Professional sales people seek out prospects' objections in order to try to address and overcome them. When prospects offer objections, it often signals that they need and want to hear more in order to make a fully-informed decision. If objections are not uncovered and identified, then sales professionals cannot effectively manage them. Uncovering objections, asking clarifying questions, and overcoming objections is a critical part of training for professional sellers and is a skill area that must be continually developed because there will always be objections. Trust me when I tell you that as soon as a sales professional finds a way to successfully handle "all" his or her prospects' objections, some prospect will find a new, unanticipated objection-- if for no other reason than to test the mettle of the sales person.
6) Closing the Sale
Although technically "closing" a sale happens when products or services are delivered to the customer's satisfaction and payment is received, for the purposes of our discussion I will define closing as asking for the order and adequately addressing any final objections or obstacles. There are many closing techniques as well as many ways to ask trial closing questions. A trail question might take the form of, "Now that I've addressed your concerns, what other questions do you have that might impact your decision to purchase?" Closing does not always mean that the sales professional literally asks for the order, it could be asking the prospect how many they would like, what color they would prefer, when they would like to take delivery, etc. Too many sales professions are either weak or too aggressive when it comes to closing. If you are closing a sale, be sure to ask for the order. If the prospect gives an answer other than "yes", it may be a good opportunity to identify new objections and continue selling.
Follow-up is an often overlooked but important part of the selling process. After an order is received, it is in the best interest of everyone involved for the sales person to follow-up with the prospect to make sure the product was received in the proper condition, at the right time, installed properly, proper training delivered, and that the entire process was acceptable to the customer. This is a critical step in creating customer satisfaction and building long-term relationships with customers. If the customer experienced any problems whatsoever, the sales professional can intervene and become a customer advocate to ensure 100% satisfaction. Diligent follow-up can also lead to uncovering new needs, additional purchases, and also referrals and testimonials which can be used as sales tools.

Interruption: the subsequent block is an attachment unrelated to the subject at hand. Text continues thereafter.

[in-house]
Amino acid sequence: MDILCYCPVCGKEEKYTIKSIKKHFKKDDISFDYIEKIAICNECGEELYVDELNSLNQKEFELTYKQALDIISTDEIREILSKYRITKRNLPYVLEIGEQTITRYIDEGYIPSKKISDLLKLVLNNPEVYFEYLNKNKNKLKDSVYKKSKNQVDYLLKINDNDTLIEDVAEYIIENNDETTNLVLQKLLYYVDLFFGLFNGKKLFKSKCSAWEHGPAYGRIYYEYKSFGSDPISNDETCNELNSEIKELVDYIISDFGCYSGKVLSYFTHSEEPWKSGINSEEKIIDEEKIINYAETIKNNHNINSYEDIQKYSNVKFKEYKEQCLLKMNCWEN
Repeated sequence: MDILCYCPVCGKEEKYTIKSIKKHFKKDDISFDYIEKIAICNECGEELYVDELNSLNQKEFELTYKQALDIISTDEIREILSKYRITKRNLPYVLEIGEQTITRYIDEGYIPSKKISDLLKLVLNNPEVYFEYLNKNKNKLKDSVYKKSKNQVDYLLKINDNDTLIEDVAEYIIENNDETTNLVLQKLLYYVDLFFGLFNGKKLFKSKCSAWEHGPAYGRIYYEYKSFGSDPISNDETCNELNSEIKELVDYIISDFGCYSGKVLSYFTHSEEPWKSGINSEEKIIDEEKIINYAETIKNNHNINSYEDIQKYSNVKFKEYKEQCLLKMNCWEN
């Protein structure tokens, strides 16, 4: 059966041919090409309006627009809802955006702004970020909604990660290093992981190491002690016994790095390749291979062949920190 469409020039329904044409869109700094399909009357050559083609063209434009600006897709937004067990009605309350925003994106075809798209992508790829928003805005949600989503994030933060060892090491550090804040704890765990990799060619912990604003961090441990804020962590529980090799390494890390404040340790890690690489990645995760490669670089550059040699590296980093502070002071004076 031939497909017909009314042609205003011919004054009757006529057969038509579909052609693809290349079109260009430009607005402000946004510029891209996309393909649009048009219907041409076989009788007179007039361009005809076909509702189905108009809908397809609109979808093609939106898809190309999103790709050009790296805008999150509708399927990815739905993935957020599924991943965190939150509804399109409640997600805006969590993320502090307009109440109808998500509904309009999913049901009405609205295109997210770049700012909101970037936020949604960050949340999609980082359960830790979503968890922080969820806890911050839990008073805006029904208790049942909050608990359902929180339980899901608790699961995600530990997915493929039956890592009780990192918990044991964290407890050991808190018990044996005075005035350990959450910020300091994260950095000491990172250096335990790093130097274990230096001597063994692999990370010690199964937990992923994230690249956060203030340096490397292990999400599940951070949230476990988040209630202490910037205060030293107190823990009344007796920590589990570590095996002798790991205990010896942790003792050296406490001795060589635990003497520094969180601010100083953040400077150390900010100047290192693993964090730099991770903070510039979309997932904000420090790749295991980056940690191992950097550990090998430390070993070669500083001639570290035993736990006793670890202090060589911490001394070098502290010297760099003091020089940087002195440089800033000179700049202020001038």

Managing the sales process is typically the job of the Sales Manager. Good sales managers usually exhibit the characteristics of: organization, a good personal sales record, enthusiasm, ambition, product knowledge, trustworthiness, mentoring skills, and somebody who is respected by others.
While an in-depth discussion of sales management is beyond the scope of this crash-course, I'll mention one tool often used by sales managers to manage the sales process. This is called the Sales Funnel or Sales Pipeline Report.
The Sales Funnel (or Sales Pipeline)
A sales funnel report presents a "snapshot" of your sales function at any given point in time. For conceptual purposes, the sales process is often compared to a funnel where new leads coming into the system (i.e. prospects) are initially placed into the top of the funnel (the widest part) and then worked through the system by informing, persuading, overcoming objections, providing information, demonstrating, providing free samples, etc., etc. until at the narrow part of the funnel, an order is placed and a sales is closed when payment from the customer is received.
The funnel framework works fairly well because for all new leads that are generated by marketing, there is a closing rate that represents the sales that ultimately result. The number of resulting sales is usually significantly less than the number of total leads generated hence it is useful to think that as leads work their way further down the funnel there will be less and less of them until they come out the narrow end of the funnel as sales.